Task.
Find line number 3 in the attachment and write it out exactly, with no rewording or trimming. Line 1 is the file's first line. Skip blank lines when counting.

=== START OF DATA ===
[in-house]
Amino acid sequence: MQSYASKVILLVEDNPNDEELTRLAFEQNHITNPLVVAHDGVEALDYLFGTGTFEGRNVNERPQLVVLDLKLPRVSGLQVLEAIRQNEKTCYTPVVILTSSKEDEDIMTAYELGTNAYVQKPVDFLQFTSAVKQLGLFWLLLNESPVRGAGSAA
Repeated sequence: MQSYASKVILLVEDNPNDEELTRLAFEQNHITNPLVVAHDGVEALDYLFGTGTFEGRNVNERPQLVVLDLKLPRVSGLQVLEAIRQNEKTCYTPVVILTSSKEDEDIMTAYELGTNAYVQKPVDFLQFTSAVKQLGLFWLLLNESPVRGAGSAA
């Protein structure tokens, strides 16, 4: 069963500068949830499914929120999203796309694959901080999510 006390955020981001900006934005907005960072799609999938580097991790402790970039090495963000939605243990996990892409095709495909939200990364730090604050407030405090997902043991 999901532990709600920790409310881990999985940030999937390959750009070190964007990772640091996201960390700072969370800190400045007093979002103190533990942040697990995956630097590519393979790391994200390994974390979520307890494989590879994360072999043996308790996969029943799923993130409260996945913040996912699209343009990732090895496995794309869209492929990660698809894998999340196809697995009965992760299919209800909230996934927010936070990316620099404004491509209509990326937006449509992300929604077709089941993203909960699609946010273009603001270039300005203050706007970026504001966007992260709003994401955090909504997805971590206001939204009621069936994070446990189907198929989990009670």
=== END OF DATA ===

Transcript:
Repeated sequence: MQSYASKVILLVEDNPNDEELTRLAFEQNHITNPLVVAHDGVEALDYLFGTGTFEGRNVNERPQLVVLDLKLPRVSGLQVLEAIRQNEKTCYTPVVILTSSKEDEDIMTAYELGTNAYVQKPVDFLQFTSAVKQLGLFWLLLNESPVRGAGSAA